We’ve all heard Benjamin Franklin’s famous adage: ‘failing to prepare is preparing to fail‘; asset protection is no exception.
There are two common misconceptions that people have about asset protection. First, that only the exorbitantly wealthy need asset protection. Second, that only people who engage in risky business transactions should be concerned with protecting their assets.
Both misconceptions are categorically untrue.
The truth is that any business can fail, any individual can be bankrupted, and anyone can be sued. In fact, according to the AFSA, 417 people entered personal insolvency between 23 August and 5 September alone. One would hope that these individuals had the foresight to protect their assets.
What is asset protection?
Put simply; asset protection is the process of protecting one’s assets from lawsuits, creditor claims or other unexpected events. There are many strategies to protect your assets.
Strategy 1: Acquiring Assets
The first strategy is to avoid acquiring the asset in the first place and instead have someone else acquire the asset. Practically, this means that creditors may have difficulty accessing assets not registered in your name.
However, this strategy has its limitations, including Bankruptcy Laws allowing debtors to access assets you have helped someone else acquire.
Strategy 2: Transferring Assets
Similarly, to avoid creditor claims, assets can be transferred to someone else. Although simple in theory, this strategy does present risks.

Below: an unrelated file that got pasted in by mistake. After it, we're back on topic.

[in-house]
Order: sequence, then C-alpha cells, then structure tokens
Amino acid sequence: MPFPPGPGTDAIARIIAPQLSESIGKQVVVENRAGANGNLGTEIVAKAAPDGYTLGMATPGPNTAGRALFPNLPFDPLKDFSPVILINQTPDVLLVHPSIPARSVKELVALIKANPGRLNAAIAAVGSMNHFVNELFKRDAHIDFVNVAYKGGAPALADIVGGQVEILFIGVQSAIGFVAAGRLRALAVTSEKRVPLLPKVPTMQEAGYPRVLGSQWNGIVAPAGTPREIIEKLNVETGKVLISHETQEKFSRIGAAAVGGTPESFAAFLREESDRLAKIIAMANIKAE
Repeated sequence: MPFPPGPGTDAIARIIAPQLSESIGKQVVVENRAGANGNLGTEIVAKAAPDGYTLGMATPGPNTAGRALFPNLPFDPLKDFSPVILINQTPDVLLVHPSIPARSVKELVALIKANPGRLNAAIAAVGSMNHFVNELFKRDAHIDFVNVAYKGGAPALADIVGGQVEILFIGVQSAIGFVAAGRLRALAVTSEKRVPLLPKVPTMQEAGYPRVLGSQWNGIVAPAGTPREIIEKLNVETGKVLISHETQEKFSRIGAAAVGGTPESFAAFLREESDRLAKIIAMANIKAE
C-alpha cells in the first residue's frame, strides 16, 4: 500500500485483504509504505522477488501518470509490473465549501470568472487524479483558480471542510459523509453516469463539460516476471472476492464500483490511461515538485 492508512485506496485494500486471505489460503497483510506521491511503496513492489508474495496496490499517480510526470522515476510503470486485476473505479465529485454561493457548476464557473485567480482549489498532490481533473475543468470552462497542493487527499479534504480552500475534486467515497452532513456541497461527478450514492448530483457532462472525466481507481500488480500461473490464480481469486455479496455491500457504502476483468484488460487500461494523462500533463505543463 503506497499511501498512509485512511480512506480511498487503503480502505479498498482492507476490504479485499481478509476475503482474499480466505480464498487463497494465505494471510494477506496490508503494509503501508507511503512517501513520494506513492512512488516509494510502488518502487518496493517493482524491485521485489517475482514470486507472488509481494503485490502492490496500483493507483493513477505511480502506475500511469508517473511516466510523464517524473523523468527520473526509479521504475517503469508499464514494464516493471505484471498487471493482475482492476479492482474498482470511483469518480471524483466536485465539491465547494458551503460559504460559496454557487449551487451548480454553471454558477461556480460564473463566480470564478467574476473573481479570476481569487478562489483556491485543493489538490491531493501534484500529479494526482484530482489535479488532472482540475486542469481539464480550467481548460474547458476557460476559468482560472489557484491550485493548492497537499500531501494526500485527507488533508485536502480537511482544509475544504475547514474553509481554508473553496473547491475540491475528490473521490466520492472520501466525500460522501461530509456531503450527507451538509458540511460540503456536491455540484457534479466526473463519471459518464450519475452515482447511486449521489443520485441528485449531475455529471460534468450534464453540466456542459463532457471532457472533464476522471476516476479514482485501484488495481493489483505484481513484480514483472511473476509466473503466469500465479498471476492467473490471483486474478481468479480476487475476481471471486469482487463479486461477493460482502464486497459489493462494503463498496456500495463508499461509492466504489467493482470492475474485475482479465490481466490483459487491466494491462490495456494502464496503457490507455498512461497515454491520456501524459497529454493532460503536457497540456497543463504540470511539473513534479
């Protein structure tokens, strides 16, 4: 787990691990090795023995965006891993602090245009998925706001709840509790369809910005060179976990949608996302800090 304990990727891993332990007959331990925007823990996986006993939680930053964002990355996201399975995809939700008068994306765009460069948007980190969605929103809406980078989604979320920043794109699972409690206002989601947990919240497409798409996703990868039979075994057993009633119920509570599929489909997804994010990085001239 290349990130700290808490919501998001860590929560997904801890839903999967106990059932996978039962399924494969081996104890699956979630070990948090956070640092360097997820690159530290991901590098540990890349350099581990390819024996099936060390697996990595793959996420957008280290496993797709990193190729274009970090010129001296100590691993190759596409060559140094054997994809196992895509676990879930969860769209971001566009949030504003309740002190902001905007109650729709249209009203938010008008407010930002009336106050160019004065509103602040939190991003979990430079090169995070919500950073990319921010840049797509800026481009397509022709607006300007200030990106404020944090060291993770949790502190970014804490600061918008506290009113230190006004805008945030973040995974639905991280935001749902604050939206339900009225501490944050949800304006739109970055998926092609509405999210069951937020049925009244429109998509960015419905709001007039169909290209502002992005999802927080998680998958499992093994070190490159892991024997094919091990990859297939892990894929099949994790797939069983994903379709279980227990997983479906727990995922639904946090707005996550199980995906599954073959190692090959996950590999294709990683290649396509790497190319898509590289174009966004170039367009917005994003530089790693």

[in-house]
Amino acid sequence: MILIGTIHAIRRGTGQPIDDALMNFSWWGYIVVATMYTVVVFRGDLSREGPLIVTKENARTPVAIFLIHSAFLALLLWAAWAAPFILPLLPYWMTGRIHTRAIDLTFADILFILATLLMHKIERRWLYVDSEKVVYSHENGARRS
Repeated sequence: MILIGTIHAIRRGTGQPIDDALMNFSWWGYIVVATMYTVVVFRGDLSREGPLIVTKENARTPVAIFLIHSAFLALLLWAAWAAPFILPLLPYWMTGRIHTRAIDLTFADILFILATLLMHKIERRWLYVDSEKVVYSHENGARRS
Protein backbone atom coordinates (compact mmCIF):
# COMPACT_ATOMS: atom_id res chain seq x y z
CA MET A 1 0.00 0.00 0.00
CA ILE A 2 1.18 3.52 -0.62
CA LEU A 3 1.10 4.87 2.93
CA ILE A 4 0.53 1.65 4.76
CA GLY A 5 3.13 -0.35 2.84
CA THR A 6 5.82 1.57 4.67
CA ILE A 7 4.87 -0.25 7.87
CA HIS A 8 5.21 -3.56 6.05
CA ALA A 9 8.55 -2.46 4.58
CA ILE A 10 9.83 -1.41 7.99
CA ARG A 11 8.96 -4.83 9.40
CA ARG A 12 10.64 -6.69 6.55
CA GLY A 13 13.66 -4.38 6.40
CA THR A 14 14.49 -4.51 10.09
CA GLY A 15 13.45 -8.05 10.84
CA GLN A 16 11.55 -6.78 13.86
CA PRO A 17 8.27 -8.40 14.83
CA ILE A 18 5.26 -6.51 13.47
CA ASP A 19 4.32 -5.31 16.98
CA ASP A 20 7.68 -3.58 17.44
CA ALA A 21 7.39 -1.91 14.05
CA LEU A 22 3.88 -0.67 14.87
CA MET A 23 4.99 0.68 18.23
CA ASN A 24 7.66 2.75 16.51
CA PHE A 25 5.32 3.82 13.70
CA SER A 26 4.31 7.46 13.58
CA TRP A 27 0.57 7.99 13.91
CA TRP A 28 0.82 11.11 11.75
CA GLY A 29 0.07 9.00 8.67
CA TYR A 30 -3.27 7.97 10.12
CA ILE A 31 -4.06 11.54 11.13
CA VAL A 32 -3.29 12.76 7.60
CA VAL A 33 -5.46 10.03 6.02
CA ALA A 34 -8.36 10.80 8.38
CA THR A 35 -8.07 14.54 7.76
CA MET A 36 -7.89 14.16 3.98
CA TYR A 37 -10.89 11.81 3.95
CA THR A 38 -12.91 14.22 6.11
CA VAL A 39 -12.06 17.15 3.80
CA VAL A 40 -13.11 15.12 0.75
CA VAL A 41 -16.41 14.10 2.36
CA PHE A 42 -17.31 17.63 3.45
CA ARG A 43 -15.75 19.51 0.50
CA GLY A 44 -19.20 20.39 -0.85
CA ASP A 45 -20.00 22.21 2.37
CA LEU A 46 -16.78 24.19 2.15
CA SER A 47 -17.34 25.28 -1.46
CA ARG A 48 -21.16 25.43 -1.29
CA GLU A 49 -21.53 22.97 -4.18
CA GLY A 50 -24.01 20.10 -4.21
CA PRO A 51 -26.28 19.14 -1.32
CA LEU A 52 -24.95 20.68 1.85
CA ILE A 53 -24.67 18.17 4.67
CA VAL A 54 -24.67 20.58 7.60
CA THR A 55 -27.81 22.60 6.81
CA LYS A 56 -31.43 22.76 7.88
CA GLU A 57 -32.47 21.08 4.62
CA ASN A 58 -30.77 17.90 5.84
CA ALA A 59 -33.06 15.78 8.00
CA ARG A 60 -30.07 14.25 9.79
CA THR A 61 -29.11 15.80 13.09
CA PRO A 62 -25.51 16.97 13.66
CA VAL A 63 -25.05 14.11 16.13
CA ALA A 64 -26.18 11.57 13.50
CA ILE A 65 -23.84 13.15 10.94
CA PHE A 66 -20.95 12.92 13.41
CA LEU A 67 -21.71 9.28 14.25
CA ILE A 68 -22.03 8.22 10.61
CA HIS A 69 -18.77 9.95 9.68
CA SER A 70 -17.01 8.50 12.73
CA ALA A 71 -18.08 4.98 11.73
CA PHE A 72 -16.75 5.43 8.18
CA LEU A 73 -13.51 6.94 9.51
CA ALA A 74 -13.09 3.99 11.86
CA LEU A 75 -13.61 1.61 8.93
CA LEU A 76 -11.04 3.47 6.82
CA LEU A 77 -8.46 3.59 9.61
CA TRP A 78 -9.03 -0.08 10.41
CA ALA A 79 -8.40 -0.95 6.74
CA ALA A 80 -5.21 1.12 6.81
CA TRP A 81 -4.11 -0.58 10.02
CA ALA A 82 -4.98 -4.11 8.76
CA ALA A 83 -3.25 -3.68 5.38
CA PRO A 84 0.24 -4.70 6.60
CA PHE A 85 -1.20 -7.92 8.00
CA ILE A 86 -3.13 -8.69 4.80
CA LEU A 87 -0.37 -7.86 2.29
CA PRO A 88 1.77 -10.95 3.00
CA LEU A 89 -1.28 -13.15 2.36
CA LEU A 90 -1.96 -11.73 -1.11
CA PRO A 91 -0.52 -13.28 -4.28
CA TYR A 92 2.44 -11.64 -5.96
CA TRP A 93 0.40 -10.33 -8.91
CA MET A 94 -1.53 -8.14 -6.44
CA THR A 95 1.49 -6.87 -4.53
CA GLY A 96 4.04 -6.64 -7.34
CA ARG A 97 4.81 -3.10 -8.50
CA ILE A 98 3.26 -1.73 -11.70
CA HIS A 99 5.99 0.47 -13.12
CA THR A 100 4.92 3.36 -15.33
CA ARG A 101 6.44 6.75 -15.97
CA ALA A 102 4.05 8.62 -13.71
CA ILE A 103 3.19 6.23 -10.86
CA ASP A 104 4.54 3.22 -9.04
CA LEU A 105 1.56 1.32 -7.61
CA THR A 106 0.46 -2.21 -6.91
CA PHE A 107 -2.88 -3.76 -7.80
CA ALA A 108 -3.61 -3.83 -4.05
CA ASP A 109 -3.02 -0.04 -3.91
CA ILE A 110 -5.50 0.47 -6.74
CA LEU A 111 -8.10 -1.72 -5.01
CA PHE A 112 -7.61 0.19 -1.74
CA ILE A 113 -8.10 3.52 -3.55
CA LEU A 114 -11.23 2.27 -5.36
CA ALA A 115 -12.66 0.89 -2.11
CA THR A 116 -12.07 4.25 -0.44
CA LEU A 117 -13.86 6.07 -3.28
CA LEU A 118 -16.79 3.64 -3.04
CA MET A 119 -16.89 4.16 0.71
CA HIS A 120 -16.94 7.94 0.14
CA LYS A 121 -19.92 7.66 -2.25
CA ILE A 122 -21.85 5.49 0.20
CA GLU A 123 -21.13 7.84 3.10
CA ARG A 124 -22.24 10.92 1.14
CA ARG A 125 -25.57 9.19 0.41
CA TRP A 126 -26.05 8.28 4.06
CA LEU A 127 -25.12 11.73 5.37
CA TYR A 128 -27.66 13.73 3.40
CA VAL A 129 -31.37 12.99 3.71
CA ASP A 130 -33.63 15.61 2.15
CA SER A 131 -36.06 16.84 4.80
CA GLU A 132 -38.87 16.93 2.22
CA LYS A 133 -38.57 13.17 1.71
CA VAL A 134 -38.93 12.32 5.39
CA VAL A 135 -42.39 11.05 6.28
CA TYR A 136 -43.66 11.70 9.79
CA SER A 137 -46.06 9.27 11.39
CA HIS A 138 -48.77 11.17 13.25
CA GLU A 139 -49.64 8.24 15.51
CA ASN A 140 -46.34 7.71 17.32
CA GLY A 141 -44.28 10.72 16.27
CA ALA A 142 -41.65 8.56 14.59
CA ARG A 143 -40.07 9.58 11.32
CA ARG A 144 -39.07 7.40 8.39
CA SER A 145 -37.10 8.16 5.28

The most salient risk is that the individual to whom you have transferred your asset either disappears with the asset or loses the asset.
Note that this strategy is also limited by creditor ‘claw back’ provisions in Insolvency and Bankruptcy Laws.
Strategy 3: Establishing a Trust
This is among the most popular asset protection strategies. A trust is a legally recognised relationship between the trustee and the trust’s beneficiaries. There are several types of trusts, each with its own benefits and respective weaknesses.
Discretionary trusts are a popular trust type, favoured for their flexibility. Under this arrangement, assets are protected from creditor claims that the trustee, not the beneficiary, legally owns the asset.
Whilst this seems like a perfect solution, there are two essential things to consider. First, the beneficiary no longer has legal ownership, and this rests with the trustee. Second, transferring assets into a trust may result in considerable stamp duty costs and capital gains tax.
Strategy 4: Restructuring
Having your business registered in your name carries several risks, including being personally liable for financial or tax-related debts. This also means that creditors can use their personal assets to settle the debt.
One strategy to avoid this is to structure your business as a company. However, this carries its own set of legal obligations.
Asset protection is one of those things that you don’t need until you actually need it. Although your assets may not currently be at risk, the COVID-19 pandemic has revealed that the future is incredibly unpredictable, and things can change dramatically overnight. Therefore, have the foresight to think ahead and plan for the future. You’ll be glad you did.
**Assisted by: Kayla Cook**